What happens to first-time domestic violence offenders? If you’re like many people, you’ve been charged with domestic battery or aggravated domestic battery for the first time – and what we can tell you right now is that you have the right to talk to an attorney and get legal guidance on your case.
So what could happen to you?
Here’s what you need to know.
What Happens to First-Time Domestic Violence Offenders?
If you’re a first-time domestic violence offender, it may have an impact on your case. (If you have one or more domestic battery convictions in your past, those will certainly affect the outcome of your case.)
Your attorney will fight hard on your behalf, but there’s never any way to predict how a judge will rule. If the court finds you guilty of domestic battery, even if it’s your first offense, you could end up spending up to a year in jail and paying fines of up to $2,500. The judge in your case will decide what type of punishment you get – that’s your sentence.
Sometimes lawyers are able to negotiate deals with prosecutors, though. That means they can talk to the prosecution – the attorney who’s responsible for proving that you’re guilty – and find out whether the state can drop its case against you. That can happen when the prosecutor doesn’t feel he or she has enough evidence to get the court to convict you, or when you’re willing to plead guilty to a lesser charge. Every case is different, though, and sometimes prosecutors won’t budge because they know they have enough evidence for the court to convict you of domestic battery.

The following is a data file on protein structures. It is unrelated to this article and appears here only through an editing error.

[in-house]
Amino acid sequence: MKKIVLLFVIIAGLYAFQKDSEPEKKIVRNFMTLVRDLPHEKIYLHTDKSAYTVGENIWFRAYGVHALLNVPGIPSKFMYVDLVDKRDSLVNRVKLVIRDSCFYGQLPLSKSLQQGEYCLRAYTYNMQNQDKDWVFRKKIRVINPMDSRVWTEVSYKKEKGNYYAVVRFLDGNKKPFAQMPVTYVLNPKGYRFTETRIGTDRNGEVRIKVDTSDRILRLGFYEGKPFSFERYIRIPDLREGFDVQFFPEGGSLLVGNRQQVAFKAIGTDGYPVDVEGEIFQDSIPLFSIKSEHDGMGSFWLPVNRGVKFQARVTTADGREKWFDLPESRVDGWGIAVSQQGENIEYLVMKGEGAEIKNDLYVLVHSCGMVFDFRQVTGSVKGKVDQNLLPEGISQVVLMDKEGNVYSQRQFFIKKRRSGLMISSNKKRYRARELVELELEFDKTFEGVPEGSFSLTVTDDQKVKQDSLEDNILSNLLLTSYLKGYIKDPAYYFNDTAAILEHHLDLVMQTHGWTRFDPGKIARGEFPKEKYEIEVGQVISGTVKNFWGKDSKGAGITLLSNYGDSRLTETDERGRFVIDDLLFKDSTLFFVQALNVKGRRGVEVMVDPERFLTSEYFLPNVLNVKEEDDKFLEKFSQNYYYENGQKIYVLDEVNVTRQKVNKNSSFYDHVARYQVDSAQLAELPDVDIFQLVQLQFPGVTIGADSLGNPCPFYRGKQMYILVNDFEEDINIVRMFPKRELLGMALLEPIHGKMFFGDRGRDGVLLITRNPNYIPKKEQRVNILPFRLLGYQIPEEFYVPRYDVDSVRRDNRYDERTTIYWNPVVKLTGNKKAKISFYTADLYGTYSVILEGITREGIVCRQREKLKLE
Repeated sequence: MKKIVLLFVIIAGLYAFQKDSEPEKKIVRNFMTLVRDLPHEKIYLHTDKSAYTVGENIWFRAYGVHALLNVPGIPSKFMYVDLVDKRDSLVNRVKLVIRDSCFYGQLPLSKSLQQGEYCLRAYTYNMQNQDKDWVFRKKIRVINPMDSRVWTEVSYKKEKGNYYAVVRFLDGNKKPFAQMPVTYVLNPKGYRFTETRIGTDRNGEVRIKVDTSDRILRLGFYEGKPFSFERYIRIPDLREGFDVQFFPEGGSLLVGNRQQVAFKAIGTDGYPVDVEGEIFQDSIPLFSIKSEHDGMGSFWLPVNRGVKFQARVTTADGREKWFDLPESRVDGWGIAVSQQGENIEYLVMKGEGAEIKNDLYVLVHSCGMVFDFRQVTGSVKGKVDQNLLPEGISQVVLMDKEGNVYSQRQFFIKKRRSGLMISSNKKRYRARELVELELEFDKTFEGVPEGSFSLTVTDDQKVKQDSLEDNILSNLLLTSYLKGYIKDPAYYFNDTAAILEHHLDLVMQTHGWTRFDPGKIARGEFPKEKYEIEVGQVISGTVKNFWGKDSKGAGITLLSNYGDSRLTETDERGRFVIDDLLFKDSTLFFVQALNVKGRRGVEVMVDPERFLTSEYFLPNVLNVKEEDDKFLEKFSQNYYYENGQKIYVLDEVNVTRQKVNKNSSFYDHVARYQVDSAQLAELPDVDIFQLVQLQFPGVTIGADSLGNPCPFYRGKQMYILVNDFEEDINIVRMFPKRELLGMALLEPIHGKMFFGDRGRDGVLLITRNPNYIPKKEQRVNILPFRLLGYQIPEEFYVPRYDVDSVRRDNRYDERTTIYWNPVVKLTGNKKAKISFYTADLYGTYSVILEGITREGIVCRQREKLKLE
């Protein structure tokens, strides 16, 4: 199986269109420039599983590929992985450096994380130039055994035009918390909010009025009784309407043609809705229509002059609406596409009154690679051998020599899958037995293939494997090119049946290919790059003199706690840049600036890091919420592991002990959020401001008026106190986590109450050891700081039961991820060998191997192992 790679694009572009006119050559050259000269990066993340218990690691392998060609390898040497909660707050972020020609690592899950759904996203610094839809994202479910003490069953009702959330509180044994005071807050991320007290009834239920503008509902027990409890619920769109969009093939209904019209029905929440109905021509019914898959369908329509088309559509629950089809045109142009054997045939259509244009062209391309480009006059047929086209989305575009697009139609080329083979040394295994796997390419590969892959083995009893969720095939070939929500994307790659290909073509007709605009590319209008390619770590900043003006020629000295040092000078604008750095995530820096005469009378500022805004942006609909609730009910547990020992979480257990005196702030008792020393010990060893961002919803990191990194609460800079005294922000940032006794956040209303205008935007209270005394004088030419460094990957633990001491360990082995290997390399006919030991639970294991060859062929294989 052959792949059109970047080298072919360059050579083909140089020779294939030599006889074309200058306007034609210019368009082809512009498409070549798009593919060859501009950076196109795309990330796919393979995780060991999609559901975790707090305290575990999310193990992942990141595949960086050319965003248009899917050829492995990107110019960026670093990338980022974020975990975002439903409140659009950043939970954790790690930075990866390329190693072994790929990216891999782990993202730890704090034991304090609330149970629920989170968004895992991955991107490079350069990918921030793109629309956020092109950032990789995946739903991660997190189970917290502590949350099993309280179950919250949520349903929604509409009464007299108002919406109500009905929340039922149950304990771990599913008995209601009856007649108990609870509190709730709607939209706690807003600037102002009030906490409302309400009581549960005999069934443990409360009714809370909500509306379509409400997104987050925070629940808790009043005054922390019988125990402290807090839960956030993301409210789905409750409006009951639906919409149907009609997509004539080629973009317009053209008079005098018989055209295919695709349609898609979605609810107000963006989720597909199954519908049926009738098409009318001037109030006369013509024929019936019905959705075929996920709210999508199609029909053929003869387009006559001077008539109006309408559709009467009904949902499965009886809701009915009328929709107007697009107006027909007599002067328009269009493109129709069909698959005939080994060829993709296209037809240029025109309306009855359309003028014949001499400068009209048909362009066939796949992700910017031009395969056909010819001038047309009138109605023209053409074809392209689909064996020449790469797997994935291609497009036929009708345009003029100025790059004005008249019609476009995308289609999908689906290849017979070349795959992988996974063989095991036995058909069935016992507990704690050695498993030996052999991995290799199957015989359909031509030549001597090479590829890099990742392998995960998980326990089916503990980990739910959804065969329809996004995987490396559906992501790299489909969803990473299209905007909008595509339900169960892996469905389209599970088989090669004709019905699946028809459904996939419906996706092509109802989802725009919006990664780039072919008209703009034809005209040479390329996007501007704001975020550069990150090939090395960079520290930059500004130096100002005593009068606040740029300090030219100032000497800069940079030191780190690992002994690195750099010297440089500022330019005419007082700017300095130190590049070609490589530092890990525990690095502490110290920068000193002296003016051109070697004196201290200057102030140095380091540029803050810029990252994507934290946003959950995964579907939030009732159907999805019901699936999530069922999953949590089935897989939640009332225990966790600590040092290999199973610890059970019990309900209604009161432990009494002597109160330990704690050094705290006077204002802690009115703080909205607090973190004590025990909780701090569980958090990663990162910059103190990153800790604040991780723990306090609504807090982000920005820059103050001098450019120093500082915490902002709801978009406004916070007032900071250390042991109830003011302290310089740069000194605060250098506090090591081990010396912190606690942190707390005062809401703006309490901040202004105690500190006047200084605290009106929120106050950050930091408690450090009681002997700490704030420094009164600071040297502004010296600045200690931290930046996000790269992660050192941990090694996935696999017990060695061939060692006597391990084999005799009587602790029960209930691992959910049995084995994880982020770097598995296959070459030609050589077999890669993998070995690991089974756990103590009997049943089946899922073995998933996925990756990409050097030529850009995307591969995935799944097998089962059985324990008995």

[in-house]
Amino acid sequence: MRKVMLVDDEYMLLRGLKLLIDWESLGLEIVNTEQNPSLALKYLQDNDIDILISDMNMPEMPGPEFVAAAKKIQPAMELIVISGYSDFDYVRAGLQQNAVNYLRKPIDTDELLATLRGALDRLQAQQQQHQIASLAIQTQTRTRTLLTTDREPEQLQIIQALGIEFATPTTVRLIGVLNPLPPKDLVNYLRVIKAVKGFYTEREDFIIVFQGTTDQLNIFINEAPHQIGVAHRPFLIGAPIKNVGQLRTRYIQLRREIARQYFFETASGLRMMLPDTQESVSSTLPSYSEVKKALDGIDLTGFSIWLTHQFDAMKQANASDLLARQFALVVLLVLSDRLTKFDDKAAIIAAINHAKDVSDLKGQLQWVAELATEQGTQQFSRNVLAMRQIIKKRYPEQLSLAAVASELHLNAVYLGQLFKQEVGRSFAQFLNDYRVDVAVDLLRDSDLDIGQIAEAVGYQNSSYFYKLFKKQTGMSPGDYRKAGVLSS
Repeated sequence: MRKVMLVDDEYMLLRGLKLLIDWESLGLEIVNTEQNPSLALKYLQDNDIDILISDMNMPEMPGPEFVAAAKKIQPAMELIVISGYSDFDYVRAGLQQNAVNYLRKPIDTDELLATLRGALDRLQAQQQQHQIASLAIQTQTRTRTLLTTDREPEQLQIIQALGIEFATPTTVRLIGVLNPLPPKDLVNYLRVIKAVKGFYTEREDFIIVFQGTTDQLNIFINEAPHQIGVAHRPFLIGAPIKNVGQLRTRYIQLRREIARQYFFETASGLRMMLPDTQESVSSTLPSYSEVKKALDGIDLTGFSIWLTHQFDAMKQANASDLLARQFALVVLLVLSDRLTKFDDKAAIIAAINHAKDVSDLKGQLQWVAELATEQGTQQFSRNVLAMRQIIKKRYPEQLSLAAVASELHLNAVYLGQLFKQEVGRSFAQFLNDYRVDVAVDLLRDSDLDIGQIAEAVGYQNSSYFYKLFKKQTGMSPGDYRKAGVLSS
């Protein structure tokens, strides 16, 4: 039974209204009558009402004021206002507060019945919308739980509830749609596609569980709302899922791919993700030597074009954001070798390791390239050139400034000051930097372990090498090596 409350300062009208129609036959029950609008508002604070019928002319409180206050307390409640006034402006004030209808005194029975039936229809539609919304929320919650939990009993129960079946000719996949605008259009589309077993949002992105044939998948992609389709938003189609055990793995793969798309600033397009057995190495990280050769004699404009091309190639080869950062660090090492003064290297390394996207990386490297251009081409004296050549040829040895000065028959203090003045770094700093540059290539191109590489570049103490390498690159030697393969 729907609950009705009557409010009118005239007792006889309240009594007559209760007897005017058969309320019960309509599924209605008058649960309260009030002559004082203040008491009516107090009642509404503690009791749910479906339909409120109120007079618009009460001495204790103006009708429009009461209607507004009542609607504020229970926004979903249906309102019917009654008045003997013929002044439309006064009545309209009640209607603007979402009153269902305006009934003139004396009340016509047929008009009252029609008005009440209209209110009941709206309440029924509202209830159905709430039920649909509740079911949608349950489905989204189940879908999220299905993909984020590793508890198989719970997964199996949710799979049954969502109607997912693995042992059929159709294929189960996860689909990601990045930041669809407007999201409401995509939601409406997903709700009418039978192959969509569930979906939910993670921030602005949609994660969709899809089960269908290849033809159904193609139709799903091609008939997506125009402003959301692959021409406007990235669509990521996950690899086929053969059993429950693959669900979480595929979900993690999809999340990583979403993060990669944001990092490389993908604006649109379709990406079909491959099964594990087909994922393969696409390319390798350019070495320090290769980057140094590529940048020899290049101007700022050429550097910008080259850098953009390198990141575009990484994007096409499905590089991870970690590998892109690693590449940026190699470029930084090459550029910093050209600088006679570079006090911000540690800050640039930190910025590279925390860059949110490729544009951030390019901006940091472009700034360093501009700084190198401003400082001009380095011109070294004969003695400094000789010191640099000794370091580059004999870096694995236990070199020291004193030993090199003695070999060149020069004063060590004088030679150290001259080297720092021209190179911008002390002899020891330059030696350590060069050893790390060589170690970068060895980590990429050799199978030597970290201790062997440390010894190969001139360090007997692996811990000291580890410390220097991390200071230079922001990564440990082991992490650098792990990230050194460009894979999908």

Do You Need to Talk to a Lawyer Because You’re a First-Time Domestic Violence Offender?
You have the right to get legal counsel, and we’re here to help. Call us at 847-920-4540 whether you’re a first-time domestic violence offender or you’ve been charged with or convicted of domestic battery in the past. We’ll be happy to review your case and give you the legal guidance you need.